On retail sales, and this is part of what I was mentioning when I said that we’re going to see a little bit of a slowing down, I think in the overall economy. The seasonal rise that began in April was barely normal. The rates of change, and you’ll see this in the ITI Trends report, the rates of change moved up, but that’s largely because of what we call reciprocal pressure. Last year was weak in April. It could be for a whole host of reasons, but the current movement in the data, is barely considered normal as well below average, as a matter of fact.

Housing starts, I looked at single family housing starts. That data came out this week, and that 3.12 [inaudible 00:03:59] change, has tentatively reversed direction, setting March as a high. And our analysis suggests that it is going to hold as a high, and we’re going to see that means the data trend levels off in housing 4Q this year, 1Q, 2025. We don’t think there’s going to be a recession per se in housing, but we’re going to lose some of this upward momentum. And that’s consistent with the forecast that we’ve been showing you in the ITR Trends report. And as I mentioned, those mortgage rates have come down.

What does this all mean for us? That slowing in the economy is going to continue. And part of what makes us say that is that we created this series looking at savings, consumer savings adjusted for inflation. And that’s down about 0.2% from last year. It’s been essentially flat-lining on this for the last 20 months. And over the last three months, it’s actually shown some noticeable decay. So we’re going to be keeping a close eye on that, if we’re seeing a slowdown in real personal income going up at the same time, the savings are being drawn down, it’s logical to assume that we’re going to get some more softening in retail sales, or at least a soft seasonal rising trend. We still think we’re going to get some interest rate decline in the second half of this year in those short term interest rates, but don’t think we’re going to see it before the third quarter.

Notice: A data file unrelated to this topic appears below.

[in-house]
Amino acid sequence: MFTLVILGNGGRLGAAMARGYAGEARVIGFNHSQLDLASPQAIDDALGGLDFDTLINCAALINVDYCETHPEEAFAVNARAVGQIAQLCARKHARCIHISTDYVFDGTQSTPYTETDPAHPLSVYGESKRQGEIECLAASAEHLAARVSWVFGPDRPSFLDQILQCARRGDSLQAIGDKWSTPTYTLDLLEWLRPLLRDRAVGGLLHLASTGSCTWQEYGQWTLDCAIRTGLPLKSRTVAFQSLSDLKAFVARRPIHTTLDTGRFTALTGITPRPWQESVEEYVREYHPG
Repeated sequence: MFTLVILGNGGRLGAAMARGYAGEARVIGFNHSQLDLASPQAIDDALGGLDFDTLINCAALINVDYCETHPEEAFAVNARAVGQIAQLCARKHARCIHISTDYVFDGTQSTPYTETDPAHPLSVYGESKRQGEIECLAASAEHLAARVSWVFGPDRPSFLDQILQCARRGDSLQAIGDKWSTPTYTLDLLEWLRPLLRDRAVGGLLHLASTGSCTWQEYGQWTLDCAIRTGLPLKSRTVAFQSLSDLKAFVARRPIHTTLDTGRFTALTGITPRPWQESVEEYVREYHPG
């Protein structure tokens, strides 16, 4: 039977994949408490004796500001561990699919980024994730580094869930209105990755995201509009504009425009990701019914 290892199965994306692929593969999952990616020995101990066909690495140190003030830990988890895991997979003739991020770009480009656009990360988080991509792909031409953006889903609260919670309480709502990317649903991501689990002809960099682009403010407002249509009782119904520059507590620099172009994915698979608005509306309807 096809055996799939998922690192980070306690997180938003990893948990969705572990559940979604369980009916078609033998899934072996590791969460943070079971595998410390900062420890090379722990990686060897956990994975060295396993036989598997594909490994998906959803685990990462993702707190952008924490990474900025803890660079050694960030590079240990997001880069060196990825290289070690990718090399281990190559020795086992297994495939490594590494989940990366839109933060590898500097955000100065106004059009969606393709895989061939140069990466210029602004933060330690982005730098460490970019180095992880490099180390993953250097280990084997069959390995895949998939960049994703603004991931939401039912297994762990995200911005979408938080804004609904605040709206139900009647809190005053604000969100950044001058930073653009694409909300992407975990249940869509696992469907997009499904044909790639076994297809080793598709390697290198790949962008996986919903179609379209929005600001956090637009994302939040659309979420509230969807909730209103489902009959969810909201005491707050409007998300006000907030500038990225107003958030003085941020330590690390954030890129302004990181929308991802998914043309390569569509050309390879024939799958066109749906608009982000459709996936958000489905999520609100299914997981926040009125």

Now, there’s a great way to watch, or literally watch, or listen, to all of these indicators that I talk about in greater detail, and that’s through By The Numbers. It’s a new service that we’re offering. It’s $30 a month. We have one of our senior economists meeting with our hosts, Lindsey Warnham. And together Lauren and Lindsay digest about four to six topics each week about what you need to know in a very conversational business-friendly manner. Check it out. You can go on our website and look at some previews. It’s called By The Numbers. At $30 a month, it might be an easy way for you to keep on track with more analysis along the lines of what we just talked about. Thanks for joining us for this edition of Fed Watch. See you next week.